PD also strikes almonds, alfalfa, stone fruit, ornamental plants and several weeds, including bermudagrass, which harbors it without symptoms.
Caused by the bacterium Xylella fastidiosa and vectored by GWSS and other sharpshooter species, it attacks the vascular system of plants and was responsible for devastating vineyard losses near Temecula.
The disease has been known to be present, although to a relatively mild extent, in certain locations of Fresno and Tulare counties, particularly along rivers, for the past 50 years.
With the appearance in the early 1990s of a much more efficient vector, the GWSS, symptoms were noted in citrus and grapes in southern California and later in Kern County. The insect is thought to have arrived on nursery stock from the southeastern U.S.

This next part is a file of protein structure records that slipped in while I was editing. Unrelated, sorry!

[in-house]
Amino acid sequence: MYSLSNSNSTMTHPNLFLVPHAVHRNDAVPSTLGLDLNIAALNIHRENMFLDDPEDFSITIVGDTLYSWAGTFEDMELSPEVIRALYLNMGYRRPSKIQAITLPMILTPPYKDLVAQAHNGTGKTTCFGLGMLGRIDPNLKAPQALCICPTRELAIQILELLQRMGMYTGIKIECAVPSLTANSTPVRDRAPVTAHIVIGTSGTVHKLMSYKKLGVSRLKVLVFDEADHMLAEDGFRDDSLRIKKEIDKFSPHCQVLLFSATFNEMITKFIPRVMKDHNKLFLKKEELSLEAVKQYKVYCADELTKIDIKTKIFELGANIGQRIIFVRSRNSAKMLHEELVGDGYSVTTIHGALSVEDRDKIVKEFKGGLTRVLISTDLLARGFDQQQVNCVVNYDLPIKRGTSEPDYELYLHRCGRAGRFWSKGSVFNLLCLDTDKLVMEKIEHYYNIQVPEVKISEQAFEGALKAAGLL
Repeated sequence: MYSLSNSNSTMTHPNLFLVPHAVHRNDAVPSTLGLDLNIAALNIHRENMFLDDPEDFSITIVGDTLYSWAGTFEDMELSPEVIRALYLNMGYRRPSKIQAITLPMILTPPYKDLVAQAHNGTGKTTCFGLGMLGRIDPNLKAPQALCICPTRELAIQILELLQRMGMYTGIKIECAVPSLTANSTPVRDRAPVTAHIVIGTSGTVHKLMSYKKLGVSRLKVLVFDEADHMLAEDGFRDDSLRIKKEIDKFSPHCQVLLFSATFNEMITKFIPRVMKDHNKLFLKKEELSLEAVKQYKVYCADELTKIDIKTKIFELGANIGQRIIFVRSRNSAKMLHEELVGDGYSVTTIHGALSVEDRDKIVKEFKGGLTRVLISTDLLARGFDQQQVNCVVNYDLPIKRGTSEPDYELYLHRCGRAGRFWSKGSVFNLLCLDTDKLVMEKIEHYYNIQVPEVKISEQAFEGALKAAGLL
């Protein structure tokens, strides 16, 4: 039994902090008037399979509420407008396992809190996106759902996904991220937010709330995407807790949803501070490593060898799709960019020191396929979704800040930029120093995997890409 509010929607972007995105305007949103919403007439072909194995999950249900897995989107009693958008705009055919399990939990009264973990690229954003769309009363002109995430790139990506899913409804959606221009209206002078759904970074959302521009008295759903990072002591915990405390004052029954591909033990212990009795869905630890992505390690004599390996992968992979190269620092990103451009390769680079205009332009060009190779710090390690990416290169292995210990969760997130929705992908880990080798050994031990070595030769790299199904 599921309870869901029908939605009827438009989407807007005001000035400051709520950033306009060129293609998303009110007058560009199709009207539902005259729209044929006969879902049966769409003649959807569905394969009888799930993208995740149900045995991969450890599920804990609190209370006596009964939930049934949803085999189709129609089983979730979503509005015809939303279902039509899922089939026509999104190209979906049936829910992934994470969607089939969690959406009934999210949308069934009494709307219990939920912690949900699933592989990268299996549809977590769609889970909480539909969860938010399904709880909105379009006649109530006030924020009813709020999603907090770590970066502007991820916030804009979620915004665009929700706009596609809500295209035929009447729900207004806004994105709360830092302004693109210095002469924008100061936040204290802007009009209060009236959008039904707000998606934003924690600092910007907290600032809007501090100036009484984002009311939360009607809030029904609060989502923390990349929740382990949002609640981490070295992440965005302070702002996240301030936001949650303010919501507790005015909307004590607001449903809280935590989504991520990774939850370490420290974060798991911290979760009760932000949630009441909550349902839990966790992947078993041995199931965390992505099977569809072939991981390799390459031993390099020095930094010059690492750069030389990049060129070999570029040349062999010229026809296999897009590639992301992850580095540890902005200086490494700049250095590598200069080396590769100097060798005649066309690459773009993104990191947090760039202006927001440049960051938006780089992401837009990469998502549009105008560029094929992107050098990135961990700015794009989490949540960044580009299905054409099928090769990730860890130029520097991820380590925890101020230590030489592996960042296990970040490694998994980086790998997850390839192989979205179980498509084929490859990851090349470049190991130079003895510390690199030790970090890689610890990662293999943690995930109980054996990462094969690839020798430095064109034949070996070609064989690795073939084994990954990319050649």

Jennifer Hashim, Kern County farm advisor, in detailing at the meeting the monitoring program she leads, said ATV-mounted crews of inspectors in the General Beale area found more than 2,000 samples of infestation in 2002 in 41 vineyard blocks but only 326 samples in 39 blocks in 2003. Samples are sent to CDFA for identification.
The sharp reduction was due mainly to infested vines removed by growers alert to the problem, she said. “Growers are doing a good job of rouging infested vines, as we find fewer infested vines. We can't say whether the lower number is also partly because of climatic conditions. We've consulted experts and the jury is still out.”
She reminded growers that the most susceptible grape varieties are Redglobe and Crimson Seedless, although other varieties are vulnerable too.
She also warned that the effort could have a discouraging part: the first year of infestation may be misleading, showing only a few symptoms which turn into a blow-up the second season.
Weed control is being studied as a component in the campaign. Hashim said weeds such as black nightshade, silver nightshade, common sunflower, annual burr sage, hemlock, and cocklebur also host PD, which is likely being transmitted to crops by GWSS.